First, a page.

But it would also completely open the doors to the mobile computing revolution. Already the number of mobile subscriptions is greater than half of the world’s population. (Around 3.5 billion mobile phone subscribers.) The cheapest phone is currently around $30 and is limited to voice calls and text messages. In the next year or two that price will fall to around $10 and a $30 phone will be internet-enabled. Then and only then will the real magic happen. Only so much can be done with a text message. 160 characters doesn’t allow for much information to be written or read. But once a phone is connected to the internet, it is capable of just about anything. Access to all the world’s knowledge.
The question then becomes who is able to pay for access to all that information (as well as contribute to it) and who isn’t? The United States is rare in that you can get unlimited data plans for relatively cheap. In most of the world you pay per 100 megabyte packages and only the middle and upper classes can afford it. We’re not just talking about telecom policy anymore; we’re talking about access to educational resources, health information, and government services.
My cell phone is now my address book, my diary, my to-do list, my correspondence, and my camera. I try to back it up as often as possible, but still, if I lose it then someone has access to all of that information.
Which turns out to be not such a big deal in my case since I’m not a very private person, but in the case of activists working in Afghanistan it’s a different story. One presenter said he knows of Afghan activists who work for Western NGOs. When they are stopped at Taliban checkpoints the first thing that is checked is their mobile phone. If Western names are among the contacts then the activist is beaten up and all of the names and numbers are taken down and the other Afghans listed on the cell phone are also beaten up.
What is amazing – and I hadn’t thought about this before – is that there is no way of encrypting your contact list on any of the major cell phone operating systems. (An email requesting exactly that has probably arrived in the inboxes of the Google Android developers already. For those of you who say the activist will show the list anyway if he’s being threatened, the solution is to install two different contact lists on a phone – one that is encrypted and hard to find, and one that is not.)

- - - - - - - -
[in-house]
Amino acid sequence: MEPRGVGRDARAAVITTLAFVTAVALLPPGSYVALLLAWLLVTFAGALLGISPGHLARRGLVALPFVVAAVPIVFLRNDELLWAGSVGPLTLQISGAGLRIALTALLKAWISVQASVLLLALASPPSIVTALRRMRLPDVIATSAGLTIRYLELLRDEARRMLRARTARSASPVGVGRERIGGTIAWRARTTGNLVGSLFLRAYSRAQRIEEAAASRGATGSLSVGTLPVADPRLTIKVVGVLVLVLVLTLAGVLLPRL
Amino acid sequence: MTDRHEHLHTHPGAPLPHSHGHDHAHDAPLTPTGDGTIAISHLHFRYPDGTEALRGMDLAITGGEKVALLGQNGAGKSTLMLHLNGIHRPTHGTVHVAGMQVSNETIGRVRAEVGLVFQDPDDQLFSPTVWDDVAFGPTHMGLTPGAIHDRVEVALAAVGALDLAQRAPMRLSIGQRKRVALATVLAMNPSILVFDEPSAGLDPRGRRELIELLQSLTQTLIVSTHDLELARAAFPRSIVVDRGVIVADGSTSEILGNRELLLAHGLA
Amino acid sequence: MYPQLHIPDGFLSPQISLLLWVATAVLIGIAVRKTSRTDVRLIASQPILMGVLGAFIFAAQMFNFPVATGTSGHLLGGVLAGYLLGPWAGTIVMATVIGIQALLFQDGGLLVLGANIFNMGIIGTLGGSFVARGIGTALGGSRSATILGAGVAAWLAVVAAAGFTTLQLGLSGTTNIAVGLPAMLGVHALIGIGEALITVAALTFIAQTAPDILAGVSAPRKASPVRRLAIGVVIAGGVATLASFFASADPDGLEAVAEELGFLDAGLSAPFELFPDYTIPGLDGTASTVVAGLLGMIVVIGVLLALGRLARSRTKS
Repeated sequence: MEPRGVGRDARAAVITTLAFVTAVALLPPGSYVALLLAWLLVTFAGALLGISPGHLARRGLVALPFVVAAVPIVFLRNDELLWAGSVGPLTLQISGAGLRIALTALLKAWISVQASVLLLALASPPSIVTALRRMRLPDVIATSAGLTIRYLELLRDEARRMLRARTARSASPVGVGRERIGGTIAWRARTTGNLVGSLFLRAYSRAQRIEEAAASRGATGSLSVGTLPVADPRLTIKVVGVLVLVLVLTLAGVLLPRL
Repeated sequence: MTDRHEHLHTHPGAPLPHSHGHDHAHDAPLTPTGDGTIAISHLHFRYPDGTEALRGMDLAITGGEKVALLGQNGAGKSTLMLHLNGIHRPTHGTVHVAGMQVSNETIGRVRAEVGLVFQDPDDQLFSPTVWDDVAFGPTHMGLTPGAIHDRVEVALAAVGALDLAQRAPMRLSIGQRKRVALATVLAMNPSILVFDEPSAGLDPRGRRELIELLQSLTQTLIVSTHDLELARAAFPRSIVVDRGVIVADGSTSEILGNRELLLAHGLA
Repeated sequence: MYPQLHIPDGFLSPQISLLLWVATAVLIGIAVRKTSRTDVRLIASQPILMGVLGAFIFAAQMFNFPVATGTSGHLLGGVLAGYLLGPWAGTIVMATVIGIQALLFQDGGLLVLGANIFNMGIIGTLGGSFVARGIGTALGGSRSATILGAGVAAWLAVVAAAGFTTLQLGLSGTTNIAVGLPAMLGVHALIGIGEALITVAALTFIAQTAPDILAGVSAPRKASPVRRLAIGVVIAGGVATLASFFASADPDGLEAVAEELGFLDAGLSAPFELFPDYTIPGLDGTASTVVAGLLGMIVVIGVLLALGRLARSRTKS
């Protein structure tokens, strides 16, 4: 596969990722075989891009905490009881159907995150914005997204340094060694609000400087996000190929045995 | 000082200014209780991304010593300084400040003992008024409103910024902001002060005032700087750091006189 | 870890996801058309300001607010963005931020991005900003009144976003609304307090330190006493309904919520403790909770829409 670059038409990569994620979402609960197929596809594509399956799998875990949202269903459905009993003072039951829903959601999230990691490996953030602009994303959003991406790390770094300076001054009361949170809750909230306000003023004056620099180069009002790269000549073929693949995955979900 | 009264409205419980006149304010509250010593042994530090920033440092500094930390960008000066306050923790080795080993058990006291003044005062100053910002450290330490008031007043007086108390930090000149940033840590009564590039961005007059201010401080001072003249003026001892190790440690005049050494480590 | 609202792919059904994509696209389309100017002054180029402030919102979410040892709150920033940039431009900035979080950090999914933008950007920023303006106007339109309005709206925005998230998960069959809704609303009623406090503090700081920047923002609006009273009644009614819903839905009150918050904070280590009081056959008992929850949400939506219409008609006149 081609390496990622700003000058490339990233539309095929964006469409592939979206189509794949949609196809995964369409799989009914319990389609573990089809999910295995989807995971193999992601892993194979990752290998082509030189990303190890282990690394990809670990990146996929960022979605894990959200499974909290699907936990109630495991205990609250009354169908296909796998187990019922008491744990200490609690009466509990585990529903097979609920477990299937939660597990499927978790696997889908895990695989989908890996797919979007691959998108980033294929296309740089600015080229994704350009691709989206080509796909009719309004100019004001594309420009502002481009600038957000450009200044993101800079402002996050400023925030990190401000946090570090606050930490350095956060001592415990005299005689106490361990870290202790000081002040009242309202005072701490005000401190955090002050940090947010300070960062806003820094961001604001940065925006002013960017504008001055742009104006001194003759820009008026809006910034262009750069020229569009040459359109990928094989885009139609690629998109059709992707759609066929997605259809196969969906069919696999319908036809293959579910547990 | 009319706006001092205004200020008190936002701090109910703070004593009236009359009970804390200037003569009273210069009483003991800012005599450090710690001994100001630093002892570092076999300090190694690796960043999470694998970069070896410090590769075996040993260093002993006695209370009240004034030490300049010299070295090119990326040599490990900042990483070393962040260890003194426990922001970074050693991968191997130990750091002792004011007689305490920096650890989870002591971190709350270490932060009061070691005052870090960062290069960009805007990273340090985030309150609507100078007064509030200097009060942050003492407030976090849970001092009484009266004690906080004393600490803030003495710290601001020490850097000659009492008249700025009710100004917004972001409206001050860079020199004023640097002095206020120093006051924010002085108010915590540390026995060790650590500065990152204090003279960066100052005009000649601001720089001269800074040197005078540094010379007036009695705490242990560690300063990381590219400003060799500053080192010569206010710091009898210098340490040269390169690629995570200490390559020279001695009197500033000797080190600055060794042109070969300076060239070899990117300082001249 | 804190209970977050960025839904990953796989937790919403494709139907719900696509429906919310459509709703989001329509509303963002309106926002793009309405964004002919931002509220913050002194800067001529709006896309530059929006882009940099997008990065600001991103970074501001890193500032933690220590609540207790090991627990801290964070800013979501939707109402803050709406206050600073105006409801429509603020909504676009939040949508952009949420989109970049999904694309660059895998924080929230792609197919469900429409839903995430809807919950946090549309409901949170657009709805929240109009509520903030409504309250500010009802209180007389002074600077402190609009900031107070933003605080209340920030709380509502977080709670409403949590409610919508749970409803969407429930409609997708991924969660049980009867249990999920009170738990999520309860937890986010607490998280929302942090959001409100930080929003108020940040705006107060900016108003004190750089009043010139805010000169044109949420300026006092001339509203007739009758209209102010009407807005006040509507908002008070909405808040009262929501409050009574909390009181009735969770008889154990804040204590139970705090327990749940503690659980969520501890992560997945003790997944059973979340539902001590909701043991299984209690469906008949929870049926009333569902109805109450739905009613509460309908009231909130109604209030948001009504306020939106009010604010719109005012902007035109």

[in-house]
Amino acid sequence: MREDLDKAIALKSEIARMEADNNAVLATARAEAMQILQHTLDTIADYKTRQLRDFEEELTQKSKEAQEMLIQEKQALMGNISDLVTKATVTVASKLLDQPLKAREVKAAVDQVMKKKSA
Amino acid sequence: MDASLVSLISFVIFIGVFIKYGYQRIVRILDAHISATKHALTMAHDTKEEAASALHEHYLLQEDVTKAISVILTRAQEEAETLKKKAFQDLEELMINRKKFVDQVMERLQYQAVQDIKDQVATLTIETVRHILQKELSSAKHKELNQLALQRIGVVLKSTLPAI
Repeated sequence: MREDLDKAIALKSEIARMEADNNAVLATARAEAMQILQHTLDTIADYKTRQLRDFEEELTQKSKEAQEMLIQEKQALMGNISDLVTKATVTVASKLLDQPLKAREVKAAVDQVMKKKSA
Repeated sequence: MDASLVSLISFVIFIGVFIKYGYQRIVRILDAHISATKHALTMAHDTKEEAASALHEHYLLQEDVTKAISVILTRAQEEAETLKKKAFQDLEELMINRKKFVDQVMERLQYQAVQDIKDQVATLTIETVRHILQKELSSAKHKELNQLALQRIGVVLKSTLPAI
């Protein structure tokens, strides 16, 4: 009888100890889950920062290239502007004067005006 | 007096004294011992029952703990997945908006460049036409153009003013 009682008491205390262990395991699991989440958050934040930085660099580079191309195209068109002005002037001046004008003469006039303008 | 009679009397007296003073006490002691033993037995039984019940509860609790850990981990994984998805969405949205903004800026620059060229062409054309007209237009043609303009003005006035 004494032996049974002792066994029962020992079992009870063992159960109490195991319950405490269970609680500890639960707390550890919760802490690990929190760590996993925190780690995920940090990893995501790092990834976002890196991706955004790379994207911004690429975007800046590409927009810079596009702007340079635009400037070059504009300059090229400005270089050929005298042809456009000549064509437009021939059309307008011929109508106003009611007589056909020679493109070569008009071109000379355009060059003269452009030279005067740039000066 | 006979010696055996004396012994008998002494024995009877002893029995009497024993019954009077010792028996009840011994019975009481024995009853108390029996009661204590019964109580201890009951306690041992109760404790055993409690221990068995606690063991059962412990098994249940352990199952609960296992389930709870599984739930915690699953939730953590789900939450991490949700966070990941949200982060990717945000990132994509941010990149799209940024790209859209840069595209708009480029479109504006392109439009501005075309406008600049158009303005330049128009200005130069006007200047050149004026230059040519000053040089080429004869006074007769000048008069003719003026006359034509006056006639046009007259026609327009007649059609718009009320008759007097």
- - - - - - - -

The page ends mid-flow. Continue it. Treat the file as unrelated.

One very important discussion was mostly absent from MobileActive 08 and that’s all the bad that the mobile phone revolution carries with it. Most obvious and most ignored is the fact that each and every mobile phone requires a small amount of coltan, which is mostly mined in Africa by young men working in dangerous conditions for incredibly low wages. Now, I’m not anti-mining, but the industry needs much better regulation and we should all be aware that we are contributing to the labor and environmental exploitation every time we buy a cell phone.
Coltan Mining in Congo
Constant communication also means less time for reflection and silence. I frequently turn my phone off and leave it at home to the constant frustration of my friends (“you never pick up your phone” “why don’t you answer” blah, blah, blah) because otherwise I feel like I’m constantly talking without anything to really say.
Which is related to the next point: the more we correspond, the less we value correspondence. Clay Shirky discusses this in Here Comes Everybody when explaining why MoveOn lost its movement. When our grandparents took the time to write letters to their councilmen and women, representatives, and senators those letters mattered because they sat down and invested the time to convey their message. When emails replaced letters, however, it became so easy to copy and paste text and spam the politician of your choice that, according to Shirky, every 200 emails were given the comparable weight of a single letter. (Now it’s probably every 2,000.)
This year the United Nations organized the text for peace campaign. That’s right: send a text message saying you support peace. And then what? Lord knows. 3.5 billion people could easily text for peace, but that doesn’t mean anything because it’s so damn easy to press five buttons and press send. I can guarantee you that not even 6.5 billion text messages will ever change anything. (6.5 billion messages times 160 characters equals a whole lot of nothing.) However, if people use text messages to encourage their friends to vote or to join a street protest or to volunteer at a health clinic or beach cleanup, then that is an effective use of the medium.
Like any other piece of technology, mobile phones are neither good nor bad; it all depends on how you use them.